Saturday, 10 August 2013

Trinity 11: Do not be afraid

In the past few days I have spent a lot of time reflecting on the whole notion of fear: what it means, what terms we use - being scared, terrified, ‘be afraid, be very afraid’ – and what makes one experience tip over to a different level of fear?
Last Sunday evening some of you may have watched Dr Who Live – when the actor who is to play the 12th Dr was revealed. Many of you will, like me, have had the experience as a child, of watching Dr Who from behind hands cupped over your eyes as the Daleks made yet another unwelcome appearance on the scene; this was scary stuff – and I was often afraid.
Some of you will recall the fear I experienced when I was told my father was seriously ill and journeyed with him through his rapid decline towards. Each time I visited him I feared it would be the last – and I still weep when I talk of his last days. They were peaceful, but oh, the aching fear of losing him.
We will each have different experiences of the things that frighten us – and I think one of the hardest things to admit as a Christian is that sometimes we are afraid. We know we aren’t meant to be afraid – because ‘God is with us’ and, ‘Jesus has walked the way before us’. Still though, for many of us there are times when this emotion dominates all. It is my experience, and I imagine it will be so for some of you too.
What do we do then with this disparity of what we feel and what we are apparently told not to feel?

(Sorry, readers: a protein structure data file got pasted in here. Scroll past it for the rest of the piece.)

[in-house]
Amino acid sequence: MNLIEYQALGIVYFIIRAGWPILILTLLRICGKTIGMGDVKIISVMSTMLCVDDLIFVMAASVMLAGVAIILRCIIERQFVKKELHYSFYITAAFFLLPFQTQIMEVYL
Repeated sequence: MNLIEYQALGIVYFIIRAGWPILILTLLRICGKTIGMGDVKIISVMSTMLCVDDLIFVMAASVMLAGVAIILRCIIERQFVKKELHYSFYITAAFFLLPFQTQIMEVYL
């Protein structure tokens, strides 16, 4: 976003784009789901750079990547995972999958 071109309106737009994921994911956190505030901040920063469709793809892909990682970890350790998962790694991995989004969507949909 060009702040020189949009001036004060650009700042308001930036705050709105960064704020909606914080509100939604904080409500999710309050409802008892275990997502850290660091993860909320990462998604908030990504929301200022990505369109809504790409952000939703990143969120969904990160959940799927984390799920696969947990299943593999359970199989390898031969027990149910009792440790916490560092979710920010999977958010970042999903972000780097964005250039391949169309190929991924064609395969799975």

We hear today of God telling Abraham and Jesus telling the disciples not to be afraid. ‘Do not be afraid, Abram, I am your shield; your reward shall be very great.’ ‘Do not be afraid, little flock, for it is your Father’s good pleasure to give you the kingdom.’
In context, Abram has already accepted the invitation of God to journey out into the desert. Abram and his wife Sarai have nowhere else to turn – except back, perhaps. They are old though, and they have no children; they have travelled to a different area to their main travelling companion. They are far from home, in the wilderness with no-one to care for them in their advancing years. We, with them, might well ask, ''What hope is there for them?'
It is into this situation of apparent hopelessness that God speaks, ‘Do not be afraid, Abram, I am your shield; your reward shall be very great.’ Now Abram has trusted God already – can he trust him still? Is there enough evidence to testify to the truth of God’s promises upon which to base an on-going trust? The promise of descendants more numerous as the stars I find most moving – and I wonder what Abram made of this. In a nation where the gift of children was so important, this promise of God’s must have been beguiling. Was there evidence enough though to trust God – and overcome the fear of death in a desert, fear of death with no children to follow, fear of appearing foolish to those who might hear of them in years to come?
Evidence is something we all desire, let’s face it – and I don’t imagine Abram was any different, nor the disciples either.
The disciples were told, ‘Do not be afraid, little flock, for it is your Father’s good pleasure to give you the kingdom.’ They are told not to be afraid in the face of Jesus inviting them to live a different kind of life, to walk a different pathway and to turn their backs on the ways of the world that demand treasure and glory in this world rather than in the next.